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Travelling by train in Europe - with kids

Travelling by train in Europe – with kids

Sometimes travel can be more about the journey than the destination, as Caroline Hennessy and her family discovered when they took a 13-hour overnight journey from San Sebastián to Lisbon to check out the Trenhotel experience

It was Richard Scarry’s fault. While our girls were still babes in arms, I picked up some old books by that well-known American author and illustrator. The anthropomorphic animals that populated his Busytown were a common touchstone both from my Irish childhood and my Kiwi partner’s upbringing; we wanted to this joint childhood memory with our own children.

We didn’t realise where it would take us.

One of the books, What Do People Do All Day, featured the Pig Family heading off on a train journey to visit their cousins. They travel across a colourful bit of America on an overnight train, staying in their own compartment, where the porter transforms their daytime seats into night time bunks.

The girls adored Scarry’s account of all the different jobs people do on the train, from the friendly ticket collector and careful waiter to the crazy chef tossing pancakes out the window of the dining car. Those were the pages that were pored over for bedtime stories, as I further embellished the tales with stories of my own travels on overnight trains in Eastern Europe, Malaysia and Thailand.

That was a fatal flaw. Little Missy and the Small Girl — their imaginations sparked with the knowledge that this was not just something that people (or animals) in storybooks did — started to ask if we could do a trip like that. “Someday,” I would say, pulling the curtains and turning off lights, “maybe someday. When you’re big.” What I hadn’t counted on was that the stories were having an influence on the Kiwi too.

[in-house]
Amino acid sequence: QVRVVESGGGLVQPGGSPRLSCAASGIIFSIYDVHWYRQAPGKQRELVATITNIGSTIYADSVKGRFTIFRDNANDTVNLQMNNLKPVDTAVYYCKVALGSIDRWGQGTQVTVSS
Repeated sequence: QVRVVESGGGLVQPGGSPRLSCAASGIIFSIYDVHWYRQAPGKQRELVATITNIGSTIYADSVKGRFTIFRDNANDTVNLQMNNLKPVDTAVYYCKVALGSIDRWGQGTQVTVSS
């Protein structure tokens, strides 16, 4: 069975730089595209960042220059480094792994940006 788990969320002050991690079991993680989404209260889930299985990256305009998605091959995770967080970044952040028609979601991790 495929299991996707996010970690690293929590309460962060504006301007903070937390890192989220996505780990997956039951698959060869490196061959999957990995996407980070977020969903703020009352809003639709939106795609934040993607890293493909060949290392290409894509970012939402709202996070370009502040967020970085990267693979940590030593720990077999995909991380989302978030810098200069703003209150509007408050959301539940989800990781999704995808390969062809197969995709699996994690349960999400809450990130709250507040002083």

The summer when the girls were five and eight we planned a holiday which involved meeting friends in North Western Spain, followed by a week in Portugal. There was a gap in the middle of the trip that needed to be connected: the journey from San Sebastián to Lisbon.

We could have flown — there are several airlines that fly between Bilbao and Lisbon — but I hadn’t reckoned on the Kiwi getting inspired by those old books. He did a little research and, primed by Scarry’s stories, he managed to talk me into catching a 13-hour overnight train instead of taking a 95 minute flight.

In the end, it wasn’t just the storybooks that convinced me: in Europe, train travel is often cheaper than flying, it’s a great way to actually see the countryside, environmentally friendly — and none of us wanted to spend more time than necessary in another bland, grey, interchangeable airport.

In theory, train travel is a win-win situation: travel while you sleep, getting rocked to dreamland in one country, waking up in another. In practice, my memories of cash-strapped backpacking in Eastern Europe with friends in the 1990s generally entailed four of us sharing three solidly upright seats in a crowded smoking carriage.

We spent those long, long nights trying to imbibe enough alcohol so that we could get a few hours’ kip while also keeping a close eye on our belongings. Those were the details that I hadn’t d with the girls during storytime.

Twenty years later and with a few more euros in my pocket, however, things would be different. Hopefully.

The best place to find out about trains and plot a trip is on Seat61.com, a comprehensive website that covers train travel throughout the world, with a special focus on Europe. RENFE, the Spanish national train company, operates a long distance night train service service called Trenhotel. The company’s famous Sud Express traverses three countries, starting at Hendaye, just over the French border, running through Spain and finishing in Lisbon.

Equipped with with sleeping-cars, restaurant and bar, this is old-school travel but — hopefully — not quite as smoky and cramped as I remembered. On-board accommodation ranges from reclining seats (to be avoided at all costs), Tourista — or Tourist — class cabins, which have four b and a sink and First, Preferente, class for one or two people, also with a sink. There’s also, if you wish to travel in luxury, train-style, the Gran Clase compartments, which sleep one or two and have a shower, basin — and toilet. Perfect if you’re travelling as a couple. Not ideal when you’re a party of four.

We negotiated the booking well in advance using Loco2.com, another website that simplifies European train travel. Official agents for rail operators in five European countries, including Spain, Loco2 accepts international credit cards — not always a given on individual countries’ sites — and enabled us to print off our tickets at home.

A four-bed Cama Turista sleeper from San Sebastián to Lisbon was €225.60 or €56.40 each. That price compared very favourably with any flights we looked at (Tap Air Portugal was about €75 per person to get to Lisbon) and we didn’t need to pay for a night’s accommodation.